See industry averages for total betas

When you use conventional risk and return models (such as the CAPM, APM and multi-factor models) to estimate costs of equity for a private firm, you will tend to under estimate the risk in the firm. This is because these models look at only the portion of the risk that is not diversifiable and assume that the remaining risk will be diversified away. To the extent that private business owners or the investors in closely held firms are not diversified, they will be cognizant of all risk (and not just the market risk). In fact, if you know how much of the risk in the firm is market risk, you can compute a modified beta for the CAPM:

Total Beta = Market Beta/ Correlation between stock and the market

For a private business, both the market beta and the correlation will have to come from looking at publicly traded firms in the same business. For example, assume that you have to estimate the cost of equity for a private software firm. If the average market beta of software firms is 1.20 and only 25% of the risk in software firms is from the market (correlation with the market), the total beta for the software firm will be:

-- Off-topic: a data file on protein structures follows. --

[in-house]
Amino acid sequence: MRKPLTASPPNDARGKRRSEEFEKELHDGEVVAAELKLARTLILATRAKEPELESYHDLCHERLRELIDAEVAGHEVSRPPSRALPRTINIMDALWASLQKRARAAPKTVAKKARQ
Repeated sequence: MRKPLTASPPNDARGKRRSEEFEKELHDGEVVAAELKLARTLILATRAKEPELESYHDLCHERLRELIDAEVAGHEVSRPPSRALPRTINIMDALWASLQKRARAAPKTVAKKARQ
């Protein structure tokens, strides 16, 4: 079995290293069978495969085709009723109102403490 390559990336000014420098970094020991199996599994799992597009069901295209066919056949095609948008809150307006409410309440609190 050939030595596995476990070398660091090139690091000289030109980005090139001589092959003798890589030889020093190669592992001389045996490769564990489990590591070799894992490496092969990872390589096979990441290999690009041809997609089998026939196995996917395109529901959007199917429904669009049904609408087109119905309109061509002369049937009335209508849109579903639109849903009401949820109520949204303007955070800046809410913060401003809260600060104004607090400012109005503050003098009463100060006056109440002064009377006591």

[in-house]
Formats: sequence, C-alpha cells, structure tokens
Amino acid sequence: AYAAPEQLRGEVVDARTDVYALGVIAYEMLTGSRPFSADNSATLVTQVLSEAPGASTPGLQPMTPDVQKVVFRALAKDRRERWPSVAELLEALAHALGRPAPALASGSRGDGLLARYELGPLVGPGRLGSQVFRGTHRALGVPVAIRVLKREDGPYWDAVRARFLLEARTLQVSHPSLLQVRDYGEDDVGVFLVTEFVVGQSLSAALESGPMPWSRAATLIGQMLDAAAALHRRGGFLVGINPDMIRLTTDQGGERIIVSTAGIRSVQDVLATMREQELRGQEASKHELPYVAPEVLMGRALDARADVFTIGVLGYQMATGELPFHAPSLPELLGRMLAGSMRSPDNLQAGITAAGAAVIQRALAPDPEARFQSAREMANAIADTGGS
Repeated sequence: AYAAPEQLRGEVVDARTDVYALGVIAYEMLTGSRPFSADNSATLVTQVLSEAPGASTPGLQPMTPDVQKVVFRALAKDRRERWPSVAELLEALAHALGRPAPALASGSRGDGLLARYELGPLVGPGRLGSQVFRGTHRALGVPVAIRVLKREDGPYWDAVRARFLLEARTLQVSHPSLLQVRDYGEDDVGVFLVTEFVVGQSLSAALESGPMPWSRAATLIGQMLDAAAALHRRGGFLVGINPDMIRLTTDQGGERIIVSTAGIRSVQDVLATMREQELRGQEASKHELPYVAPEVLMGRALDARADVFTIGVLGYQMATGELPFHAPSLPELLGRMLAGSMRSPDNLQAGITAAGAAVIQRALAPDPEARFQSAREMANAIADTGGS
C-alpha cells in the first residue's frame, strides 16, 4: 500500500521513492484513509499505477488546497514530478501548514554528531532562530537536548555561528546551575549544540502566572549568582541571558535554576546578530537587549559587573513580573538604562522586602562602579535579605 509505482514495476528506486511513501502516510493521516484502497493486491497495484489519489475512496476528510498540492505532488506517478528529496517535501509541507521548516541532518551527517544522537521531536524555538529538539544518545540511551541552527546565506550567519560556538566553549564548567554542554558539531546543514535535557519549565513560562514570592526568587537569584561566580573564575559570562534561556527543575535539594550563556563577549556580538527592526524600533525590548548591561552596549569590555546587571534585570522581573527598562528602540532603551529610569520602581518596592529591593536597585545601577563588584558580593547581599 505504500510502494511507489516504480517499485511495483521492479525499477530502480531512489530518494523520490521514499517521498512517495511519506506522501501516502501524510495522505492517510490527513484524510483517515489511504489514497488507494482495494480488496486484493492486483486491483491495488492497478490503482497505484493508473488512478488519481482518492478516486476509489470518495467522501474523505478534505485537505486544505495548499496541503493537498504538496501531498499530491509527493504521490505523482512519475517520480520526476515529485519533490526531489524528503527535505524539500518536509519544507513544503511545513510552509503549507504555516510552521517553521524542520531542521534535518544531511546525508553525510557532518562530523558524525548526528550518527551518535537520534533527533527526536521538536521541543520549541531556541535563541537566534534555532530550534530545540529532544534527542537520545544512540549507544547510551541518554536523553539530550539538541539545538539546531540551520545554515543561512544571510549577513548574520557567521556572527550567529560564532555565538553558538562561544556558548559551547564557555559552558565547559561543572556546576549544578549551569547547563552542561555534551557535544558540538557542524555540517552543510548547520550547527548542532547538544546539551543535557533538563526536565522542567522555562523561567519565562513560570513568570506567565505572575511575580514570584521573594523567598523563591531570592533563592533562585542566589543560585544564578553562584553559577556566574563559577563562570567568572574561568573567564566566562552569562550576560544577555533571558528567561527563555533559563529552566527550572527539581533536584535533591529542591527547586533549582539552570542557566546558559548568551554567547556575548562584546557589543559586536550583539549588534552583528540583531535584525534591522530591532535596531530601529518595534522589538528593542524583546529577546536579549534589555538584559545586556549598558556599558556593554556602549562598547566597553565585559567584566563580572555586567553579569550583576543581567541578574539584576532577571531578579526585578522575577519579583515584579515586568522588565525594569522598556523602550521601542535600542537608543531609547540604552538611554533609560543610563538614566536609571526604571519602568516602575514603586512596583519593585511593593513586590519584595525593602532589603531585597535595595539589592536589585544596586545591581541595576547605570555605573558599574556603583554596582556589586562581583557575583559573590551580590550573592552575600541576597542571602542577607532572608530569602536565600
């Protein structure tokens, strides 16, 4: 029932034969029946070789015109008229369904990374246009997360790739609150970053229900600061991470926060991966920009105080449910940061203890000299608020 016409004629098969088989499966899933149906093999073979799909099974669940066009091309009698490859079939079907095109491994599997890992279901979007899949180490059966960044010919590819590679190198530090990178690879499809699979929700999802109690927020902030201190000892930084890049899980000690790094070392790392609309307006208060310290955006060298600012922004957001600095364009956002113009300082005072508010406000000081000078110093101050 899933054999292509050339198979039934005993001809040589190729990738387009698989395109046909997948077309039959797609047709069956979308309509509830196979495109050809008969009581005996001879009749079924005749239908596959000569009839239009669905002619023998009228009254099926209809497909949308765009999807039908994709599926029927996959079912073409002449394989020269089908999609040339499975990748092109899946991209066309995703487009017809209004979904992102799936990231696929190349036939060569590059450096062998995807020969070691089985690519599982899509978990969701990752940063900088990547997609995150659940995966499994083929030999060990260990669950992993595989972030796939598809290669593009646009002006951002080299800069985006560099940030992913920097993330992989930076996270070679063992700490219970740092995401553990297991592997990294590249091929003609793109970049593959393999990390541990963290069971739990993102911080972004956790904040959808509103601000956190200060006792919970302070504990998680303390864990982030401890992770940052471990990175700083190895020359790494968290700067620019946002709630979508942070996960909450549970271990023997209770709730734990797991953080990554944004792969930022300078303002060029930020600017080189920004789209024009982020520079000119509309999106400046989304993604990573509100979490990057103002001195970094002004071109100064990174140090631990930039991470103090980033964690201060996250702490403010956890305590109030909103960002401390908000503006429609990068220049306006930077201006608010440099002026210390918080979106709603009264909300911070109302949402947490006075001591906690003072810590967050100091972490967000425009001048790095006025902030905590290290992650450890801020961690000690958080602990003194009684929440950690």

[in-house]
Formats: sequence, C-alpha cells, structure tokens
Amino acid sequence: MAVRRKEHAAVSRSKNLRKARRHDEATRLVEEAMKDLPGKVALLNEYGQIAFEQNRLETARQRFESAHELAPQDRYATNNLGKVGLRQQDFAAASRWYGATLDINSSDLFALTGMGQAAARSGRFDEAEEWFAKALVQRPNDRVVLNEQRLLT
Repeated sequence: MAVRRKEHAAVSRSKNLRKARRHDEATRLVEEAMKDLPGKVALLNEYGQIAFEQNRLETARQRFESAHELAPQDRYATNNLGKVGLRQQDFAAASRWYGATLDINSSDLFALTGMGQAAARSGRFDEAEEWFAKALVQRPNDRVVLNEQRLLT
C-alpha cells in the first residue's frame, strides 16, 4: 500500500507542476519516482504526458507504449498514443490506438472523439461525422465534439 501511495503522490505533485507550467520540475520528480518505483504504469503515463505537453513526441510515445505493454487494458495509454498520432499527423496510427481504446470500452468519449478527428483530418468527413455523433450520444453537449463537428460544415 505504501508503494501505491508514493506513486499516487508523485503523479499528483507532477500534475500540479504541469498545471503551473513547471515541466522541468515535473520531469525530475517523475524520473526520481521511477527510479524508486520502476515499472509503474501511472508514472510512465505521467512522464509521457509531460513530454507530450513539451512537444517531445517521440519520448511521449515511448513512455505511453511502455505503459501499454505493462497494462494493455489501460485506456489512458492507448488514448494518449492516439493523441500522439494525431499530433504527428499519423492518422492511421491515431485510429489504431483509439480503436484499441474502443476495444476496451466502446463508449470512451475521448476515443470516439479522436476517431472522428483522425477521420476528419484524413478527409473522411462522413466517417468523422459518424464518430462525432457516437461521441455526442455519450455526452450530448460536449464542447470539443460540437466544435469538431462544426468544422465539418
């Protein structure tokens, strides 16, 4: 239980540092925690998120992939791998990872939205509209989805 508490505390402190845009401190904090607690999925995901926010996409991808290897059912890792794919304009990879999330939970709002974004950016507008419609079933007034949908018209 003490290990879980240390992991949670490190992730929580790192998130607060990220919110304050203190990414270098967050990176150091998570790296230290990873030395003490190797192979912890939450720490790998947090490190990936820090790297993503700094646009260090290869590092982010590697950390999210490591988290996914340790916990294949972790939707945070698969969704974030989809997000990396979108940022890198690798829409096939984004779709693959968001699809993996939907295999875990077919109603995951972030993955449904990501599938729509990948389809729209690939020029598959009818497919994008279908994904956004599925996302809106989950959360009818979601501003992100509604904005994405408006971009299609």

Total beta = 1.20/ .25 = 4.80

This total beta can be used to come up with a much higher cost of equity for a private business. As the owner of the private firm diversifies (either by taking his firm into other business or by withdrawing some of his or her wealth out of the business and investing in an index fund or a pension fund), the total beta will decrease.

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